The catastrophic situation facing the country - with commentators warning of the 'collapse of Brazil' - means that the ruling class in the main wants Bolsonaro out. Even when he was elected in 2018 he was not the preferred presidential candidate of the Brazilian capitalist class, whose candidate, Ciro Gomes, was knocked out in the first round of voting.
Bolsonaro was elected against the background of a collapse in confidence and trust in the traditional parties of the ruling class and disillusionment in the former Workers' Party (PT)-led government of Dilma Rousseff (2011-18), which was embroiled in corruption and failed to carry out policies in the interests of the working class. His election indicated that the Brazilian ruling class and its parties had lost credibility and legitimacy, and opened up a massive political vacuum in society.
The onset of Covid-19 and the crisis which has followed, turned a defeat for the capitalists into a catastrophe. Now it appears that the attempts to consolidate the military behind him provoked the tops of the armed forces, who have been critical of his handling of the pandemic. Neither the capitalist class nor, apparently, many top layers of the armed forces want or need a return to military rule at this stage.
It was not an accident that these events have taken place following the acquittal of Lula, the former PT president, of all corruption charges, which allows him run again for the presidency in 2022.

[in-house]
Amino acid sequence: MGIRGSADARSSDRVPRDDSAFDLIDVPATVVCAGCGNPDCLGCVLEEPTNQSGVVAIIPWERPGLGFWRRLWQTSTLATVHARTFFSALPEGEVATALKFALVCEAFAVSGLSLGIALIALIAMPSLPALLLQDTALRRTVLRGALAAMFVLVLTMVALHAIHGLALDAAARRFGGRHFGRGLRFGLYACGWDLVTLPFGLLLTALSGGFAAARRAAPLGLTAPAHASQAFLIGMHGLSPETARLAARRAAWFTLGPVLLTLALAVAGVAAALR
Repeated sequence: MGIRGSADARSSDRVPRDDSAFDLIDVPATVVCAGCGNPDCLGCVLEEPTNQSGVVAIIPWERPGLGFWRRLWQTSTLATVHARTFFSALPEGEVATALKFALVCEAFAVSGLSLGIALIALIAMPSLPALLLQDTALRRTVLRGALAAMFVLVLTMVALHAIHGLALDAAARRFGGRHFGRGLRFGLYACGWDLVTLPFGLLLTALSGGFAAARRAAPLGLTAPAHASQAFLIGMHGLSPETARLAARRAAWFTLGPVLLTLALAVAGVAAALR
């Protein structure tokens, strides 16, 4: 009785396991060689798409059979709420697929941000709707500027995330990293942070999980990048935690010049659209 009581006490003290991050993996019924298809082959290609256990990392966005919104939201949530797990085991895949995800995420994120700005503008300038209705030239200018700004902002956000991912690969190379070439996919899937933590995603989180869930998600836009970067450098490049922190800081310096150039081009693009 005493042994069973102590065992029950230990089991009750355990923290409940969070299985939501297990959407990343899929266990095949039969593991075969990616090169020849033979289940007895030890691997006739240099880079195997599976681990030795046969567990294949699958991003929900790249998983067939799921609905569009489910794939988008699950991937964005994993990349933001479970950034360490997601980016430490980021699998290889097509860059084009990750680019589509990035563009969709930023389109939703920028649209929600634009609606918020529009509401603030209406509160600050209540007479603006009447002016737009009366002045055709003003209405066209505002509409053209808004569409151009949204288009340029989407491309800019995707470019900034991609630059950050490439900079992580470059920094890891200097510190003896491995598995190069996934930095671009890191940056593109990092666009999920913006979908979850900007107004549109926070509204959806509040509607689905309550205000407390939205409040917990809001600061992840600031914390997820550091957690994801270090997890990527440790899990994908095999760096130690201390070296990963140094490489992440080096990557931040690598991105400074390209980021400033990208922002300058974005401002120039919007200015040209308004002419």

A highly polarised situation is gripping Brazilian society. It is uncertain how events in the short term will unfold or what base of support Bolsonaro enjoys among other layers of the armed forces where divisions exist. It is not excluded that he may attempt to further militarise the situation and concentrate more repressive powers into his hands. But it is uncertain if he has the support to do so. Such attempts will undoubtedly lead to big social upheavals and a deeper crisis. On the other hand, it cannot be excluded that the ruling class may take other steps to remove him.
Should Lula run for the presidency against Bolsonaro, a massive polarisation would undoubtedly take place. Lula and the PT have moved to the right and do not pose a threat to capitalism. Sections of the ruling class may even opt to allow Lula to return to power as a means of holding the masses in check and trying to stabilise the situation.
The crucial question facing the working class is preparing for a struggle against Bolsonaro and any attempts at a military or semi-military regime being imposed.
It is also necessary to prepare to build an alternative to a future Lula government which would not have a programme to break with capitalism.
There is a debate in the broad-left Socialism and Liberty Party (PSOL) of what position it should adopt in such a situation. Some argue that it should not present a candidate. This would be a mistake. PSOL in this situation should enter into the struggle and present its own candidate in the first round of the election. The party made big electoral gains in the municipal elections in 2020 and has a base to build on.
In a second-round battle between Bolsonaro and Lula, a vote against Bolsonaro and building a socialist campaign to prepare for future struggles will be necessary.
In The Socialist 7 April 2021: